In South Carolina, family court judges can throw indigent parents behind bars for non-payment of child support even if they cannot afford attorneys.
The Palmetto State is one of only five states that don’t guarantee indigent parents the right to counsel in civil contempt hearings that can result in jail time, the S.C. Supreme Court said in a March 29 ruling (Price v. Turner, opinion no. 26793), which was ignored by other media outlets.
"We recognize that … we are adopting the minority position," Chief Justice Jean Toal, writing for the court, said in a footnote in the ruling. "However, we are persuaded that the minority position held by Florida, Maine, New Hampshire and New Mexico is sound and in keeping with controlling precedent."
The U.S. Supreme Court, however, in a 1981 ruling involving a North Carolina termination of parent rights case, said that the right of an indigent defendant to have an appointed attorney isn’t just reserved for criminal cases, noting that the "defendant’s interest in personal freedom … triggers the right to appointed counsel."
The five-member S.C. Supreme Court unanimously ruled against a coalition of state and national legal groups that submitted a joint legal brief urging the justices to set aside an Oconee County Family Court judge’s civil contempt order in 2008.
The groups included the S.C. office of the American Civil Liberties Union, the S.C. Association of Criminal Defense Lawyers, the National Association of Criminal Defense Lawyers, the National Legal Aid & Defender Association, and the Brennan Center for Justice at the New York University School of Law.
"The South Carolina Family Court nevertheless has imprisoned hundreds, and likely thousands, of indigent defendants for nonpayment of support without appointed counsel," the groups said in their friend-of-the-court brief.
"These defendants languish in modern-day debtors’ prisons after patently unfair proceedings, many of which lack any factual findings," the brief added. "Often the courts do not even inquire into the defendant’s ability to pay their support obligation."
The number of indigent parents imprisoned statewide on contempt charges is unknown, as are child support collection rates for that group. Neither the S.C. Judicial Department nor the state Department of Social Services keeps records on those numbers, according to spokeswomen for the agencies.
Total statewide child support collection rates are barely above 50 percent, DSS records show.
Victoria Middleton, executive director of the S.C. ACLU, told The Nerve last week that imprisoning indigent parents can wind up costing taxpayers more in the long run.
"The state really needs to adequately fund and administer a public defender system," she said.
The S.C. Supreme Court in recent years has been pressured by the S.C. Bar, the state’s professional organization for lawyers, to change the way private attorneys are appointed by courts to represent indigents because of shortfalls in state funds to pay those lawyers.
Greenville attorney Derek Enderlin, who handled the appeal of Michael Turner – the parent at the center of the Supreme Court ruling – told The Nerve last week that his client likely will appeal the March 29 decision.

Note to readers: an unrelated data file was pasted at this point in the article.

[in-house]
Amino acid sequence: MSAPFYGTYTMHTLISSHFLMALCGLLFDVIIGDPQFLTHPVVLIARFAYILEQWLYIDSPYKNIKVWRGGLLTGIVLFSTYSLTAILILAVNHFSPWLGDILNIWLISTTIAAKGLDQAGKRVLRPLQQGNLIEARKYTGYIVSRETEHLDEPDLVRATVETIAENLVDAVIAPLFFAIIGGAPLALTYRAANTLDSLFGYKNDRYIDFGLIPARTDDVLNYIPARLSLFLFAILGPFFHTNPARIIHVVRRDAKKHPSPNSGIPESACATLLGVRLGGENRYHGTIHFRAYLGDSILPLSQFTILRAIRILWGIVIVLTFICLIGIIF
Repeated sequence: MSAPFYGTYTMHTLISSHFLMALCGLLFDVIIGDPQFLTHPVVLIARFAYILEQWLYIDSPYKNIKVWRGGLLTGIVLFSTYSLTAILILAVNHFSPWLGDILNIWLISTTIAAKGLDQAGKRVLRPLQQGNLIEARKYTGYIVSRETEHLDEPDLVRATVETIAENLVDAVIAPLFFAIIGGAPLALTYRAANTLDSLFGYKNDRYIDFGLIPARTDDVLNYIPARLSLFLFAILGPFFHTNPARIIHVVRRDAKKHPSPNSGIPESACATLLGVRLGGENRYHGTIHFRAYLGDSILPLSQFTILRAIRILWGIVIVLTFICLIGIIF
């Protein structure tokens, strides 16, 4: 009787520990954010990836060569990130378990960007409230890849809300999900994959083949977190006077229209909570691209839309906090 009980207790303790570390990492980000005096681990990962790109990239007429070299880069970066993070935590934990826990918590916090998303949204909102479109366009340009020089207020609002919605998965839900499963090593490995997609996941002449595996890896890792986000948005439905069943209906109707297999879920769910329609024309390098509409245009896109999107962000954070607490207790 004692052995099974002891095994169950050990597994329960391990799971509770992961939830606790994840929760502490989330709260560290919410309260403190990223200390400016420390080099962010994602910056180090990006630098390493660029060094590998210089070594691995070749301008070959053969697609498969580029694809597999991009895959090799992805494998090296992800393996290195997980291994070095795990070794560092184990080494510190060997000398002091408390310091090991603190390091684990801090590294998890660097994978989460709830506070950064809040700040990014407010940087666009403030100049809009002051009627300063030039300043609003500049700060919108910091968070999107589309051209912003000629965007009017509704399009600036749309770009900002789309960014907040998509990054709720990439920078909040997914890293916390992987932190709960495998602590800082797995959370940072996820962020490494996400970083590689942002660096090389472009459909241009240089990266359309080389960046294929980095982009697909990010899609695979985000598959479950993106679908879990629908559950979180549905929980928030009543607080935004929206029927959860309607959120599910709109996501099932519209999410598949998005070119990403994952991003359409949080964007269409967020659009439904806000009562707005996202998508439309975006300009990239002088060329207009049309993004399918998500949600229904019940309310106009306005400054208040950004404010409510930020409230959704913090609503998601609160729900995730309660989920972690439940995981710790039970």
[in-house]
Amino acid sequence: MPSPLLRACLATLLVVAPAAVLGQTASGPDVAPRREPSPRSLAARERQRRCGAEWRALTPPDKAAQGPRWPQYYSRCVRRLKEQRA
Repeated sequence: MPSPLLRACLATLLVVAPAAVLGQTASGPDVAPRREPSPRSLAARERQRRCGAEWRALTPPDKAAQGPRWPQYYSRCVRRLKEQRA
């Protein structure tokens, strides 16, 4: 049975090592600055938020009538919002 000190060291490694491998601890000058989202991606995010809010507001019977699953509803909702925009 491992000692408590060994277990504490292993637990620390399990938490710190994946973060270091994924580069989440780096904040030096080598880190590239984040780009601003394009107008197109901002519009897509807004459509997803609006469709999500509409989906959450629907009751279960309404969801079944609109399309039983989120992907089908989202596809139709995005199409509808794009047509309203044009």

Turner was sentenced by Oconee Family Court Judge Timothy Cain on Jan. 3, 2008, to one year in jail after he was found in civil contempt for failing to pay $5,728.76 in child support, court records show.
Turner, who appeared by himself, was not informed by Cain of his right to an attorney, according to the legal brief submitted by the ACLU and other legal groups.
Turner presented evidence that he was indigent, telling Cain he had broken his back and was seeking disability, though the judge made no finding on his indigent status, the groups said in their brief.
Turner served the full year in jail and has since served another six months, Enderlin told The Nerve, adding he was out for only a few months before he was ordered back to jail.
Turner in court papers contended his constitutional rights to an attorney and due process were violated. But the Supreme Court in its ruling said he wasn’t entitled to a lawyer because he was found in civil contempt, as opposed to criminal contempt.
"The purpose of civil contempt is to coerce the defendant to comply with the court’s order," the justices wrote. "In contrast, criminal contempt is intended to punish a party for disobedience and disrespect. … A (person) imprisoned for civil contempt is said to hold the keys to his cell because he may end the imprisonment and purge himself of the sentence at any time by doing the act he had previously refused to do."
The ACLU and other legal groups in their brief said that "whether the proceeding is deemed civil rather than criminal in nature does not diminish the defendant’s Sixth Amendment right to appointed counsel, because the defendant’s liberty interest is the preeminent factor."
"If this Court does not immediately address this obvious constitutional violation, it will be giving the lower courts carte blanche to imprison South Carolina citizens without ever providing them the benefit of an attorney to safeguard their rights," the groups said.
If imprisoning indigent parents improves collection rates, it’s hard to tell that by looking at the overall numbers. For last fiscal year, a total of $174.1 million in child support was collected in South Carolina out of $339.7 million owed, or a collection rate of 51.25 percent, according to DSS records.
Last year’s collection rate was slightly higher than in fiscal year 2008, though that rate was more than 10 percentage points below the national collection rate, records show.
Reach Brundrett at (803) 779-5022, ext. 106, or firstname.lastname@example.org.